Many industries require markings to be corrosion resistant. According to the EU's regulation on medical devices, implants or surgical instruments must be be assigned a traceable UDI code (Unique Device Identification), for example. Black marking allows for extremely various types of markings to be made, which remain easily legible, even after numerous cleaning and passivation cycles.
Black marking – permanent, deep-black, and corrosion-resistant markings
Black marking is a procedure in laser processing which causes extremely dark, high-contrast markings on a surface without material ablation. Extremely short laser pulses cause structures on the surface at the nanometer level. The rough surface ensures that light scattering is reduced, and creates a marking with constant depth and a consistent black colour. If the laser pulses used for this marking are ultra short, this means that the color change in specific parameter ranges is also corrosion resistant. The reason for this is that the use of ultrashort pulse lasers means that the heat-affected zone is extremely small, meaning that enough free chrome remains on the surface that a self-healing oxide film can form.
An overview of your advantages
- Surface structure: Ultrashort pulse lasers with a pulse duration in the range of pico or femtoseconds provide the basis for corrosion-resistant black marking. They make it possible for materials to be processed with virtually no thermal or mechanical influences. This is because the laser pulse, and therefore the duration of the energy input, is so short that temperature transport to the neighboring atoms does not even occur. This also prevents, for example, thermal stress cracks, which could occur in conventional annealing. This is why this is referred to as "cold processing". The laser structures the material at the nanometer level.
- Oxide film: In addition to surface structuring, a chromium oxide film plays the second central role in corrosion-resistant black marking. The low exposure to heat in comparison to annealing with short-pulse lasers allows for a sufficient amount of chrome to remain on the surface, which promotes the self-healing process of the passive film. This creates more corrosion-resistant films with chromite (Fe2+Cr2O4) and magnetite (Fe3O4), as well as films consisting of a mixed phase: FeFe2-xCrxO4 (iron-chrome-spinel).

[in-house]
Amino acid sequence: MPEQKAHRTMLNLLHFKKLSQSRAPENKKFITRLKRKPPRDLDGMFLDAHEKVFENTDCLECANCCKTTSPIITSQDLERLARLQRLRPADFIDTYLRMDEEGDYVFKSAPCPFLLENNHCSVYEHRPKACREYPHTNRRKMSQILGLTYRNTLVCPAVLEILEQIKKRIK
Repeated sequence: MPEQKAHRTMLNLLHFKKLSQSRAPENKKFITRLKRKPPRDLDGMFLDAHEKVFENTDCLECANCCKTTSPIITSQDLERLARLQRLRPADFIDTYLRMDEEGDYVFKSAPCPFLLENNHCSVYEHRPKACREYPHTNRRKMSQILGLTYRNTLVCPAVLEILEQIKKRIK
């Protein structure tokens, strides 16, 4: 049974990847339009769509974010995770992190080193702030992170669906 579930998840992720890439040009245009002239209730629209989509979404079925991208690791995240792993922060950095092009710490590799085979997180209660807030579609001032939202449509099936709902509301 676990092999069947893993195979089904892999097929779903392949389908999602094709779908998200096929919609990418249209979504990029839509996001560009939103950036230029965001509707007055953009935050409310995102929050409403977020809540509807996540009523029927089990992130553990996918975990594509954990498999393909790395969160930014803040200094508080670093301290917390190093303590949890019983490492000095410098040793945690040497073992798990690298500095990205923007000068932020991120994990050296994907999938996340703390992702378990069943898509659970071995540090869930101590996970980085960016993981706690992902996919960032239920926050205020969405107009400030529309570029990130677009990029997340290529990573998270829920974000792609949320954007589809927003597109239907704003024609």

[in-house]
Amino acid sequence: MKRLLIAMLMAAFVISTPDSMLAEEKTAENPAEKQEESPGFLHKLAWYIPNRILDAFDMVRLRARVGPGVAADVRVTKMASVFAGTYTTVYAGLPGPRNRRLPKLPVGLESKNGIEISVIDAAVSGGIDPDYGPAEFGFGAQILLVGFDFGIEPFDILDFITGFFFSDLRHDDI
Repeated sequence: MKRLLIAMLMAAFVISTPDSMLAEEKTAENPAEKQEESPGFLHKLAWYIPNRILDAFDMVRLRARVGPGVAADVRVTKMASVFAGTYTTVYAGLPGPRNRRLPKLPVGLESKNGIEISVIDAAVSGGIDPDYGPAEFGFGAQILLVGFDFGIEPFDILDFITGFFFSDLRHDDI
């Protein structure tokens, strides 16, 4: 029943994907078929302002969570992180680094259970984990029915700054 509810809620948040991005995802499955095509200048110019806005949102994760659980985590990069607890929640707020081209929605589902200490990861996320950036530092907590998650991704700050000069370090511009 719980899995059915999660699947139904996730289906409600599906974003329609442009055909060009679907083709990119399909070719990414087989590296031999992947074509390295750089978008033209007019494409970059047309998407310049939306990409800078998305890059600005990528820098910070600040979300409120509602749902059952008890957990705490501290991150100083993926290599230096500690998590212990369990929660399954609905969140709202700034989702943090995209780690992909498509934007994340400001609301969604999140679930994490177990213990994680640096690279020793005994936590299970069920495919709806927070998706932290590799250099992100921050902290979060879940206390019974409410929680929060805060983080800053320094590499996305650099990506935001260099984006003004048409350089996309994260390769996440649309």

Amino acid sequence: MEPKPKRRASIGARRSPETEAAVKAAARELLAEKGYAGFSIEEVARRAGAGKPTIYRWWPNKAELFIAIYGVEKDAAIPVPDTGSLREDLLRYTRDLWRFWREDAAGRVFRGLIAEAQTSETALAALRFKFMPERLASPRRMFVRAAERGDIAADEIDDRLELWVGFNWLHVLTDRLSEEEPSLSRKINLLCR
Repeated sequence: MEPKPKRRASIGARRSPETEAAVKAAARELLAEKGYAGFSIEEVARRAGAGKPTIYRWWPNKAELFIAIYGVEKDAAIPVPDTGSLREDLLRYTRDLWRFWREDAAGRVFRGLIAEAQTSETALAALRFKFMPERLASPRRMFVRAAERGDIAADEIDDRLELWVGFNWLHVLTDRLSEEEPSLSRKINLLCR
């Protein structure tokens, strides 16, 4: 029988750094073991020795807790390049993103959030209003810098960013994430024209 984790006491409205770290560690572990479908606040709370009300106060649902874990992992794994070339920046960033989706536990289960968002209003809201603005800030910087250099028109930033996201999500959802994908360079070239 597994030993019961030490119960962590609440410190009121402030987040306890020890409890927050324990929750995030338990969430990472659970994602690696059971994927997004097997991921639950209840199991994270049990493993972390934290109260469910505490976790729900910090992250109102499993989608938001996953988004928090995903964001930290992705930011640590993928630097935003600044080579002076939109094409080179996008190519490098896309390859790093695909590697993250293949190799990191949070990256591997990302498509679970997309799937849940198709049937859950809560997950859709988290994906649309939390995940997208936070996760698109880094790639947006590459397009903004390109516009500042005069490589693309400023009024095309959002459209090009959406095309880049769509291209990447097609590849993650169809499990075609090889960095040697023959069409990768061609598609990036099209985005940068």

- Passivation: Marking is followed by the cleaning of the medical products. The legibility and durability of laser marking can be affected by prolonged exposure times, aggressive cleaning agents, or high temperatures. This is why a targeted passivation procedure is often opted for when it comes to refinishing. In this process, an acid bath consisting of saltpeter or citric acid removes highly reactive elements (e.g. free iron ions) from the surface, and supports the clean, fast formation of a new chrome oxide film for even better corrosion resistance. At the same time, the surface is also cleaned and sulfides removed during this process.
Applications examples for black marking
Laser-marked valves for pressure compensation in the brain
Permanently easy-to-read markings are fundamentally important for the unique identification and traceability of implants. The shunt shown is used to treat hydrocephalus ("water on the brain") and it guides the excess fluid in the brain from the ventricles under the skin to the abdomen.
Emesis basins made of precious metals are provided with a uniquely traceable, corrosion-resistant UDI code (Unique Device Identification) through black marking.
Extreme peak pulse powers mean that even surgical equipment such as scalpels or clamps are marked with deep-black, corrosion-resistant UDI codes which can withstand numerous cleaning cycles.